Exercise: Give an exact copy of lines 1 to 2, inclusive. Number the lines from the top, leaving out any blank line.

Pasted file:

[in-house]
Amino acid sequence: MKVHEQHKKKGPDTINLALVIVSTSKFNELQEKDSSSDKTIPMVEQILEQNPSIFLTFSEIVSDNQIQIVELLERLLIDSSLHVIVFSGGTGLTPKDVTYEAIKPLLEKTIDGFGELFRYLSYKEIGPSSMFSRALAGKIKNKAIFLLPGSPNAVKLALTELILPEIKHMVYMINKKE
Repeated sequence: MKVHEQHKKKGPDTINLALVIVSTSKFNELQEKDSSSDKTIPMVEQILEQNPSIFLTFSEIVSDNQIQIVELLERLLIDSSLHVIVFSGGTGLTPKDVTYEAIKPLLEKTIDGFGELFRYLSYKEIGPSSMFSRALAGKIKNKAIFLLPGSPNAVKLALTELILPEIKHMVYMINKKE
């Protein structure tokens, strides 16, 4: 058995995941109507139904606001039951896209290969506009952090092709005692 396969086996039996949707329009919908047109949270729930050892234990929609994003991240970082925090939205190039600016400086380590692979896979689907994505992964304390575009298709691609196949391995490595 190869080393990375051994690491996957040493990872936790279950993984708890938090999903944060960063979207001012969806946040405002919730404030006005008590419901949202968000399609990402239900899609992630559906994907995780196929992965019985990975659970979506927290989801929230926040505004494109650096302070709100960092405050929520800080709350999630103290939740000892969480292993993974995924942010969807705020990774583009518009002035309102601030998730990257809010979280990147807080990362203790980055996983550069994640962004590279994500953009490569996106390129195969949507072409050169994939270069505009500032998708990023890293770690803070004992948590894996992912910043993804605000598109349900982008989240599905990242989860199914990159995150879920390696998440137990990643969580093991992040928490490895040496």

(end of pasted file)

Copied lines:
[in-house]
Amino acid sequence: MKVHEQHKKKGPDTINLALVIVSTSKFNELQEKDSSSDKTIPMVEQILEQNPSIFLTFSEIVSDNQIQIVELLERLLIDSSLHVIVFSGGTGLTPKDVTYEAIKPLLEKTIDGFGELFRYLSYKEIGPSSMFSRALAGKIKNKAIFLLPGSPNAVKLALTELILPEIKHMVYMINKKE